Yes : a good face, a good address, a good dress, are each so many points in the game of life, of which every man of sense will avail himself. They help many a man more in his commerce with society than learning or genius. It is hard often to bring the former into a drawing-room: it is often too lumbering and unwieldy for any den but its own. And as a King Charles's spaniel can snooze before the fire, or frisk over the ottoman-cushions and on to the ladies' laps, when a Royal elephant would find a considerable difficulty in walking up the stairs, and subsequently in finding a seat; so a good manner and appearance will introduce you into many a house, where you might knock in vain for admission, with all the learning of Porson in your trunk.

It is not learning, it is not virtue, about which people inquire in society.

It is manners. It no more profits me that my neighbor at table can construe Sanscrit and say the “- Encyclopædia " by heart, than that he should possess half a million in the Bank (unless, indeed, he gives dinners; when, for reasons obvious, one's estimation of him, or one's desire to please him, takes its rise in different sources), or that the lady whom I hand down to dinner should be as virtuous as Cornelia or the late Mrs. Hannah More. What is wanted for the nonce is, that folks should be as agreeable as possible in conversation and demeanor; so that good humor may be said to be one of the very best articles of dress one can wear in society; the which to see exhibited in Lady X.'s honest face, let us say, is more pleasant to behold in a room than the glitter of Lady Zi's best diamonds. And yet, in point of virtue, the latter is, no doubt, a perfect dragon. But virtue is a home quality: manners are the coat it wears when it goes abroad.

Thus, then, my beloved Bob, I would have your dining-out suit handsome, neat, well-made, fitting you naturally and easily,

and yet with a certain air of holiday about it, which should mark its destination. It is not because they thought their appearance was much improved by the ornament, that the ancient philosophers and topers decorated their old pates with flowers (no wreath, I know, would make some people's mugs beautiful; and I confess, for my part, I would as lief wear a horse-collar or a cotton nightcap in society as a coronet of polyanthuses or a garland of hyacinths): - it is not because à philosopher cares about dress that he wears it; but he wears his best as a sign of a feast, as a bush is the sign of an inn. You ought to mark a festival as a red-letter day, and you put on your broad and spotless white waistcoat, your finest linen, your shiniest boots, as much as to say, “ It is a feast; here I am, clean, smart, ready with a good appetite, determined to enjoy."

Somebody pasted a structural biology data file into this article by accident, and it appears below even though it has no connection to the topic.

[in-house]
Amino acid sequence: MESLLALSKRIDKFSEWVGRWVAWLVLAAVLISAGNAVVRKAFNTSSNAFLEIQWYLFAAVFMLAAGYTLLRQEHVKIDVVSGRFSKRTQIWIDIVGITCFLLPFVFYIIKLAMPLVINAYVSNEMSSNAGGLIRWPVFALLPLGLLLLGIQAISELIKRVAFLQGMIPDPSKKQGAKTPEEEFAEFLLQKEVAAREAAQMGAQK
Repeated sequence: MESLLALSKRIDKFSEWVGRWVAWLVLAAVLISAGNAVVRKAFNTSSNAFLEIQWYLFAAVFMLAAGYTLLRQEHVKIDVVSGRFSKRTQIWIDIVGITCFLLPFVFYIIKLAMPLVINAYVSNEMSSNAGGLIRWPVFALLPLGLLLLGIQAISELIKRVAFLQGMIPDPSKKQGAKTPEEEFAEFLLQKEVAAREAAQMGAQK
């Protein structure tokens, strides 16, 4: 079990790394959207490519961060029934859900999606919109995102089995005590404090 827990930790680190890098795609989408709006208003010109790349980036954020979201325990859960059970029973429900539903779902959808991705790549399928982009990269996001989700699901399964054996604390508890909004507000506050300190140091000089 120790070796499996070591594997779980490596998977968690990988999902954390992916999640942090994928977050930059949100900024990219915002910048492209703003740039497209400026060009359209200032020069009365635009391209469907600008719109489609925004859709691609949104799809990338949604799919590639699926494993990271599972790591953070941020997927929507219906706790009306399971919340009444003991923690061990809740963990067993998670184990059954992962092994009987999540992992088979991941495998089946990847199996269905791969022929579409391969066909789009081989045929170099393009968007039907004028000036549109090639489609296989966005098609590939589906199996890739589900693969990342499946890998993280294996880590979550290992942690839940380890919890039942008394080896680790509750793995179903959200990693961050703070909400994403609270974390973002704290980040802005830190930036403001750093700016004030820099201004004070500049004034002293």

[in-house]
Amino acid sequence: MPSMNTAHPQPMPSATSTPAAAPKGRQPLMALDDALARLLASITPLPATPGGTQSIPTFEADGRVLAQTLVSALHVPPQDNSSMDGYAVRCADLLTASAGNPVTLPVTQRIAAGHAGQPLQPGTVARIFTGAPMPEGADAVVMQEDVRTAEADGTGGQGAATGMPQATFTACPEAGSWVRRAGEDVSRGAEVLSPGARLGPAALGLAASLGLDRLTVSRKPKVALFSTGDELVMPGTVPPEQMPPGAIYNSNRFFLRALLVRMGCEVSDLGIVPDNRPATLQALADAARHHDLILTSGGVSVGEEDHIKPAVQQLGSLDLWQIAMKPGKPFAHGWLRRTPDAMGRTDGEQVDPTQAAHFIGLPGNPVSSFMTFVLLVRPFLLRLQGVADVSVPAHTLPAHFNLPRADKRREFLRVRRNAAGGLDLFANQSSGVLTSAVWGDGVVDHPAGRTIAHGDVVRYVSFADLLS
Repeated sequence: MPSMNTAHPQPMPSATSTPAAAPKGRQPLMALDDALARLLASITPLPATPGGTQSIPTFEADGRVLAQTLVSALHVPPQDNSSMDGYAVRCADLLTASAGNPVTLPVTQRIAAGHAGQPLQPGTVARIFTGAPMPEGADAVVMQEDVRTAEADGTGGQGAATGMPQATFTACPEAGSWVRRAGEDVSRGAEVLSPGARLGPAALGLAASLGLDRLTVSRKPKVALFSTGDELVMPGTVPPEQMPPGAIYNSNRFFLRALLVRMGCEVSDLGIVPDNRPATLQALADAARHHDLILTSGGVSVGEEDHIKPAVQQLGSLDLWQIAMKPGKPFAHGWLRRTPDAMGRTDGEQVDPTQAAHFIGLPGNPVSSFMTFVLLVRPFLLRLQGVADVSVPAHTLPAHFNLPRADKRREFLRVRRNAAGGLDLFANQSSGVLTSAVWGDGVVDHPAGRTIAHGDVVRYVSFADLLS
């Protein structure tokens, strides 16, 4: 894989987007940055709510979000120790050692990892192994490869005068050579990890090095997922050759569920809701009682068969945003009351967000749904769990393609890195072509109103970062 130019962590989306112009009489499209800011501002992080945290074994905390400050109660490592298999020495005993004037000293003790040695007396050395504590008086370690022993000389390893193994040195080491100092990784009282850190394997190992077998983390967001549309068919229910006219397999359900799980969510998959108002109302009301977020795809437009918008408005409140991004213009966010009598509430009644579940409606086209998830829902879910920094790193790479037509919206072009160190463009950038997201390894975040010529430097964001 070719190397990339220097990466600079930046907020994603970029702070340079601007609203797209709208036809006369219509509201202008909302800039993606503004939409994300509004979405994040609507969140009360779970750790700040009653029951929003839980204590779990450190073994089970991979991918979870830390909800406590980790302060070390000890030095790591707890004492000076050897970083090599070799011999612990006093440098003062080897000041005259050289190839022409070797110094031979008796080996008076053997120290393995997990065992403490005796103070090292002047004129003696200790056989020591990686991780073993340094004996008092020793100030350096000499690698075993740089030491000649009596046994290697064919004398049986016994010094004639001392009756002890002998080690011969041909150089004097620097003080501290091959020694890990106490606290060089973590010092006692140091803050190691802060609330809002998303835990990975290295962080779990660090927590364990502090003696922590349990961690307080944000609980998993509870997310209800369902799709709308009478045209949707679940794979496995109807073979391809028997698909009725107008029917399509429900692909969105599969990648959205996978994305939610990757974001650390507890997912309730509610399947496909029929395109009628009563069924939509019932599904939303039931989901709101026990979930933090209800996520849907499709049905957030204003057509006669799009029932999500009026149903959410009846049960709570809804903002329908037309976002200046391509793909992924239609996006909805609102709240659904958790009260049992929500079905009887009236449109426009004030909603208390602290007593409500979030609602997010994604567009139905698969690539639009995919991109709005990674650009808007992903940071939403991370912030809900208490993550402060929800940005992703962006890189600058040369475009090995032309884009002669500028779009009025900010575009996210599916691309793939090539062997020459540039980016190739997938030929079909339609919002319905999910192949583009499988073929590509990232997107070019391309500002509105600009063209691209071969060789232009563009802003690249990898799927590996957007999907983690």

You would not enjoy a feast if you came to it unshorn, in a draggle-tailed dressing-gown. You ought to be well dressed, and suitable to it. A very odd and wise man whom I once knew, and who had not (as far as one could outwardly judge) the least vanity about his personal appearance, used, I remember, to make a point of wearing in large Assemblies a most splendid gold or crimson waistcoat. He seemed to consider himself in the light of a walking bouquet of flowers, or a movable chandelier. His waistcoat was a piece of furniture to decorate the rooms : as for any personal pride he took in the adornment, he had none: for the matter of that, he would have taken the garment off, and lent it to a waiter — but this Philosopher's maxim was, that dress should be handsome upon handsome occasions - and I hope you will exhibit your own taste upon such. You don't suppose that people who entertain you so hospitably have four-and-twenty lights in the dining-room, and still and dry champagne every day?- or that my friend, Mrs. Perkins, puts her drawing-room door under her bed every night, when there is no ball? A young fellow must dress himself, as the host and hostess dress themselves, in an extra manner for extra nights. Enjoy, my boy, in honesty and manliness, the goods of this life. I would no more have you refuse to take your glass of wine, or to admire (always in honesty) a pretty girl, than dislike the smell of a rose, or turn away your eyes from a landscape. “ Neque tu choreas sperne, puer," as the dear old Heathen says : and, in order to dance, you must have proper pumps willing to spring and whirl lightly, and a clean pair of gloves, with which you can take your partner's pretty little hand,